The Pepper family lived at Loughton House until one Thomas Pepper died as a result of a hunting accident.Thomas Pepper was married to Miss Bloomfield and requested in his will that his brother-in-law, the 1st Lord Bloomfield, acquire Loughton House.The staff was very courteous and friendly and went out of their way to be helpful.
Amongst other modifications, the drawing and dining rooms face south, dating from the Pain brothers restoration program – described in relevant periodicals as one of their finest classical works.
The back staircase stretches from the basement to the second floor and dates from the 1700’s.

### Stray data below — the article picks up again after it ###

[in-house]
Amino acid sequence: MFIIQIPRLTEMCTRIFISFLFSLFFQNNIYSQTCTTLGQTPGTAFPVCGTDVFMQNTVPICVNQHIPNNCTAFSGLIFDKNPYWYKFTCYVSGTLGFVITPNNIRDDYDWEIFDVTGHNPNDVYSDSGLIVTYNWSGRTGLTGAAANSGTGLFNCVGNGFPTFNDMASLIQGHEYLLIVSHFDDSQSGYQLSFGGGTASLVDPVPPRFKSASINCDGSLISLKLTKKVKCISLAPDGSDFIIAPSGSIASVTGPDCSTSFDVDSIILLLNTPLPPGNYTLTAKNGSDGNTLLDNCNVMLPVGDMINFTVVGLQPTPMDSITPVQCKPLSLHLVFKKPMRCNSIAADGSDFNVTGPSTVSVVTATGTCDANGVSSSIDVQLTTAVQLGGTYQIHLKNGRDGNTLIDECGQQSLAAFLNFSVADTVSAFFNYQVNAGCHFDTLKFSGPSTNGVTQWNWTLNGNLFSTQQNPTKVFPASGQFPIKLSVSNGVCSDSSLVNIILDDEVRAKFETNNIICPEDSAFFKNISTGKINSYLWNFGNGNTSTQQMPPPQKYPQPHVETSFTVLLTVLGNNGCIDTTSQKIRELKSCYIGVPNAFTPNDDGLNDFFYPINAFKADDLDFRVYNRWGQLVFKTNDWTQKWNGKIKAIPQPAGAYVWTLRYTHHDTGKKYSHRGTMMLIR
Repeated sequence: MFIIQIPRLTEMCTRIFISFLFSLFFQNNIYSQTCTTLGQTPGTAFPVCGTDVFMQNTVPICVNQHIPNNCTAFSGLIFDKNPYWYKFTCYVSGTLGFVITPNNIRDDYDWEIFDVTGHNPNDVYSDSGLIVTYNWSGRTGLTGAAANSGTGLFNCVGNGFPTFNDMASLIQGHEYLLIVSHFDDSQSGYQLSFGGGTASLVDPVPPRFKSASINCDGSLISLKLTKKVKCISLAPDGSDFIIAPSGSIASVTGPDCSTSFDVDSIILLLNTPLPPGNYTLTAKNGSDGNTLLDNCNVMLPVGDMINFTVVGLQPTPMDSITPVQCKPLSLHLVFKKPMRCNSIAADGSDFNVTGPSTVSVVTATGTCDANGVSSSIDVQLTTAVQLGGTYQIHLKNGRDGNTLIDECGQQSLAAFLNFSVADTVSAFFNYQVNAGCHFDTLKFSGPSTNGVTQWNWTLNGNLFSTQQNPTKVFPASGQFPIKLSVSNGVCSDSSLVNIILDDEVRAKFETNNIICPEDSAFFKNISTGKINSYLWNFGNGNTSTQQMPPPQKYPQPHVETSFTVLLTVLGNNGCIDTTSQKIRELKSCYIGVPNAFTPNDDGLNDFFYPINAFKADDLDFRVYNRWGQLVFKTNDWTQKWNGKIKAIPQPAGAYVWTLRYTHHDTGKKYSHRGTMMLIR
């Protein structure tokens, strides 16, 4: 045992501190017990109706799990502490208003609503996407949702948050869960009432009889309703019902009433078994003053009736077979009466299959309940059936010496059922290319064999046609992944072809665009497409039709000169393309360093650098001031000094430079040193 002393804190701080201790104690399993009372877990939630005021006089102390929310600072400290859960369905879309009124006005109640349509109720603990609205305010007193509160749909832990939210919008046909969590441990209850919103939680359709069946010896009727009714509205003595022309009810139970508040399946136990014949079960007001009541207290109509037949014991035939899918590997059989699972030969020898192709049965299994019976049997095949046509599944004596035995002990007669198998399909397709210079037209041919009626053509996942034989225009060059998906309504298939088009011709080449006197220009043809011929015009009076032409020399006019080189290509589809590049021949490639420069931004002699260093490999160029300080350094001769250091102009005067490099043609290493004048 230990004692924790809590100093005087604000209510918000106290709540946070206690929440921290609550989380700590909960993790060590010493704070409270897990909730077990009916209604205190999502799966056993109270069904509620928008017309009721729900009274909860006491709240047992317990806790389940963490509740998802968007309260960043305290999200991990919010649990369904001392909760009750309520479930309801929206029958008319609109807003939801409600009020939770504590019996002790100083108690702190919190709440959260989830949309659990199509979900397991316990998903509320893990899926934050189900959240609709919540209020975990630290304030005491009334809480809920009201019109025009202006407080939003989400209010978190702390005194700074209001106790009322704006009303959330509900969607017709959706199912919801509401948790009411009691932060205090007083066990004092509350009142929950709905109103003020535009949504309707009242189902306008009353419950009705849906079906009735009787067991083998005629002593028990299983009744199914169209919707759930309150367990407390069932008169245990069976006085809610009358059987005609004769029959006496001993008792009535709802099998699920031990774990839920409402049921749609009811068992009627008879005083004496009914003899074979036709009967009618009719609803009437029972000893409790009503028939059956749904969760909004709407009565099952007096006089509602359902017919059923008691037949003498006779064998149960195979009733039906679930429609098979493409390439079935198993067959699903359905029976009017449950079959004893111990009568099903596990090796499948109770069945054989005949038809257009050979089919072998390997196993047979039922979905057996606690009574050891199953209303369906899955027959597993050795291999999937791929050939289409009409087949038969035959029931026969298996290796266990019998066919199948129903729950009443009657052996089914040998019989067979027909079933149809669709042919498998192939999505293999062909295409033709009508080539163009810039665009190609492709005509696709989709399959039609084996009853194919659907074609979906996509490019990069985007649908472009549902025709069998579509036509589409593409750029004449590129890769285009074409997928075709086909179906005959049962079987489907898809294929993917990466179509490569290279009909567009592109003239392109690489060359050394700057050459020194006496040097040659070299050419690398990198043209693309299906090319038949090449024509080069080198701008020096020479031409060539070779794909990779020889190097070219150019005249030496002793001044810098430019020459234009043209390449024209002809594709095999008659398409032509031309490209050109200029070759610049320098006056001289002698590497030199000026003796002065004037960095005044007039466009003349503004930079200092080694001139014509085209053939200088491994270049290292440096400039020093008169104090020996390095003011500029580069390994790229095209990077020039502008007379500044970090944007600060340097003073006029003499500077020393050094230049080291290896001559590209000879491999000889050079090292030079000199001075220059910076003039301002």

The main house can sleep up to 13 adults – cots for babies and additional fold-up beds can be provided on request.
The house has very fine detailing – traces of the late eighteenth-century decoration can be seen in the house as well as early nineteenth-century changes in internal layout.
The ground floor is laid out with bright and generously proportioned formal reception rooms with magnificent decorative cornicing and ceilings, ornate plaster work and large original period fireplaces.